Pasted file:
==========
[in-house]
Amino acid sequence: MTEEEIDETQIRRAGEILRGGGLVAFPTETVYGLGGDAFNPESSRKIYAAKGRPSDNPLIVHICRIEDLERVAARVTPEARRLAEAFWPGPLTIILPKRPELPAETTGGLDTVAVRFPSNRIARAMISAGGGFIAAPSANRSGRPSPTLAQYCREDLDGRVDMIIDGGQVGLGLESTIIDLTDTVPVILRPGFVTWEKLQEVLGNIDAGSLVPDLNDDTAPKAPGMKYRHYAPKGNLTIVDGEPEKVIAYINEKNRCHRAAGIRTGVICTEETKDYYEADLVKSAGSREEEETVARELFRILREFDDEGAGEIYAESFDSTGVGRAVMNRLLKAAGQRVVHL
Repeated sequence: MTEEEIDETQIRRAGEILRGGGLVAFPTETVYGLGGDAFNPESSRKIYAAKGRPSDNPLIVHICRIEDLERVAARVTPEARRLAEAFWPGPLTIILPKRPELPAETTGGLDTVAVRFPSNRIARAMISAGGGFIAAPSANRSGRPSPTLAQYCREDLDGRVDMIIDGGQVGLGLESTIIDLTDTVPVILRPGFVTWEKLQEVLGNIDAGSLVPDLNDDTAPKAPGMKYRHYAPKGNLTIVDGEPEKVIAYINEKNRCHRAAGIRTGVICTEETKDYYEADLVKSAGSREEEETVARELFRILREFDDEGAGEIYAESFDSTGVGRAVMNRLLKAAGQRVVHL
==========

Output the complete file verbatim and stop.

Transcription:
[in-house]
Amino acid sequence: MTEEEIDETQIRRAGEILRGGGLVAFPTETVYGLGGDAFNPESSRKIYAAKGRPSDNPLIVHICRIEDLERVAARVTPEARRLAEAFWPGPLTIILPKRPELPAETTGGLDTVAVRFPSNRIARAMISAGGGFIAAPSANRSGRPSPTLAQYCREDLDGRVDMIIDGGQVGLGLESTIIDLTDTVPVILRPGFVTWEKLQEVLGNIDAGSLVPDLNDDTAPKAPGMKYRHYAPKGNLTIVDGEPEKVIAYINEKNRCHRAAGIRTGVICTEETKDYYEADLVKSAGSREEEETVARELFRILREFDDEGAGEIYAESFDSTGVGRAVMNRLLKAAGQRVVHL
Repeated sequence: MTEEEIDETQIRRAGEILRGGGLVAFPTETVYGLGGDAFNPESSRKIYAAKGRPSDNPLIVHICRIEDLERVAARVTPEARRLAEAFWPGPLTIILPKRPELPAETTGGLDTVAVRFPSNRIARAMISAGGGFIAAPSANRSGRPSPTLAQYCREDLDGRVDMIIDGGQVGLGLESTIIDLTDTVPVILRPGFVTWEKLQEVLGNIDAGSLVPDLNDDTAPKAPGMKYRHYAPKGNLTIVDGEPEKVIAYINEKNRCHRAAGIRTGVICTEETKDYYEADLVKSAGSREEEETVARELFRILREFDDEGAGEIYAESFDSTGVGRAVMNRLLKAAGQRVVHL